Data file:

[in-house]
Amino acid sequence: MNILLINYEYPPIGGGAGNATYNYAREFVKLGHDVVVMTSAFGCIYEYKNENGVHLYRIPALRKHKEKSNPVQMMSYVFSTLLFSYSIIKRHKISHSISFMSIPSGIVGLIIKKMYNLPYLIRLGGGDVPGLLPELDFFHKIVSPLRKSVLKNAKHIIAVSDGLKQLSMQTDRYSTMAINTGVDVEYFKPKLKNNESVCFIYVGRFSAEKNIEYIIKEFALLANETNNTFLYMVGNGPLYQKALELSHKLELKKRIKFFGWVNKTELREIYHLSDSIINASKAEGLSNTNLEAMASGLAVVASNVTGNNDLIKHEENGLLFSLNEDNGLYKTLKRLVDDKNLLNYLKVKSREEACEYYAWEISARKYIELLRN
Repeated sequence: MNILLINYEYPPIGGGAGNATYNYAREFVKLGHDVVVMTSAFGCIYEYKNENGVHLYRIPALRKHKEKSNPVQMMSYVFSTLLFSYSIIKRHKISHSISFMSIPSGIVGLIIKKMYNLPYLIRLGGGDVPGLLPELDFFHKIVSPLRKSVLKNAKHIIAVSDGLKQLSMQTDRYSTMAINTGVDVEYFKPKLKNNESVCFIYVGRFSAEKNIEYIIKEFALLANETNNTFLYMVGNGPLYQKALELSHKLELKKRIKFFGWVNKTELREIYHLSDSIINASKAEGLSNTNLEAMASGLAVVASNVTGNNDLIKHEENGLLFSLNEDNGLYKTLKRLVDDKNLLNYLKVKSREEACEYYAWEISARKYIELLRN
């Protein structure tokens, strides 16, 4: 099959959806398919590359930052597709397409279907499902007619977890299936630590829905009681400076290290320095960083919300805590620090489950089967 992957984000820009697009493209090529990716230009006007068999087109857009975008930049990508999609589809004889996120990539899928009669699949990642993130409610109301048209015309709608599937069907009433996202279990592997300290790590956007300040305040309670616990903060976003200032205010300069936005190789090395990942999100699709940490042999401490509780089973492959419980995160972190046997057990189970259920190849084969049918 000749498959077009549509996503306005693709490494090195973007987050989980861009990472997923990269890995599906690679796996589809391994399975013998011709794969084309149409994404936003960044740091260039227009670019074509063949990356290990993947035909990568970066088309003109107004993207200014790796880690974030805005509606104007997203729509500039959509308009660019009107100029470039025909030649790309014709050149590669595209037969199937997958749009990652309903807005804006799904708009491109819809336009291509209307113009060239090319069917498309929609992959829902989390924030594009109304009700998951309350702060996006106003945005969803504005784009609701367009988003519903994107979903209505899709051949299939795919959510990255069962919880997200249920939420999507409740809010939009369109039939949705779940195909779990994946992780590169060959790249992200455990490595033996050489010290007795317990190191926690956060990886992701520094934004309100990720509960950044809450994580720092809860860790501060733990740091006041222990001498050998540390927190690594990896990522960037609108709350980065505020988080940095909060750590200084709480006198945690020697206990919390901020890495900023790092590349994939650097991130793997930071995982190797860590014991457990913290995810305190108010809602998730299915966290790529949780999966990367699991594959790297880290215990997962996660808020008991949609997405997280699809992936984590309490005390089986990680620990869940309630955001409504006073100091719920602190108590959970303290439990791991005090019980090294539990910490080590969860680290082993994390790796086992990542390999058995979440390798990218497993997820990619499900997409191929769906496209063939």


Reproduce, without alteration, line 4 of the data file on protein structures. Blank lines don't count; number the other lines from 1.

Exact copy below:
């Protein structure tokens, strides 16, 4: 099959959806398919590359930052597709397409279907499902007619977890299936630590829905009681400076290290320095960083919300805590620090489950089967 992957984000820009697009493209090529990716230009006007068999087109857009975008930049990508999609589809004889996120990539899928009669699949990642993130409610109301048209015309709608599937069907009433996202279990592997300290790590956007300040305040309670616990903060976003200032205010300069936005190789090395990942999100699709940490042999401490509780089973492959419980995160972190046997057990189970259920190849084969049918 000749498959077009549509996503306005693709490494090195973007987050989980861009990472997923990269890995599906690679796996589809391994399975013998011709794969084309149409994404936003960044740091260039227009670019074509063949990356290990993947035909990568970066088309003109107004993207200014790796880690974030805005509606104007997203729509500039959509308009660019009107100029470039025909030649790309014709050149590669595209037969199937997958749009990652309903807005804006799904708009491109819809336009291509209307113009060239090319069917498309929609992959829902989390924030594009109304009700998951309350702060996006106003945005969803504005784009609701367009988003519903994107979903209505899709051949299939795919959510990255069962919880997200249920939420999507409740809010939009369109039939949705779940195909779990994946992780590169060959790249992200455990490595033996050489010290007795317990190191926690956060990886992701520094934004309100990720509960950044809450994580720092809860860790501060733990740091006041222990001498050998540390927190690594990896990522960037609108709350980065505020988080940095909060750590200084709480006198945690020697206990919390901020890495900023790092590349994939650097991130793997930071995982190797860590014991457990913290995810305190108010809602998730299915966290790529949780999966990367699991594959790297880290215990997962996660808020008991949609997405997280699809992936984590309490005390089986990680620990869940309630955001409504006073100091719920602190108590959970303290439990791991005090019980090294539990910490080590969860680290082993994390790796086992990542390999058995979440390798990218497993997820990619499900997409191929769906496209063939």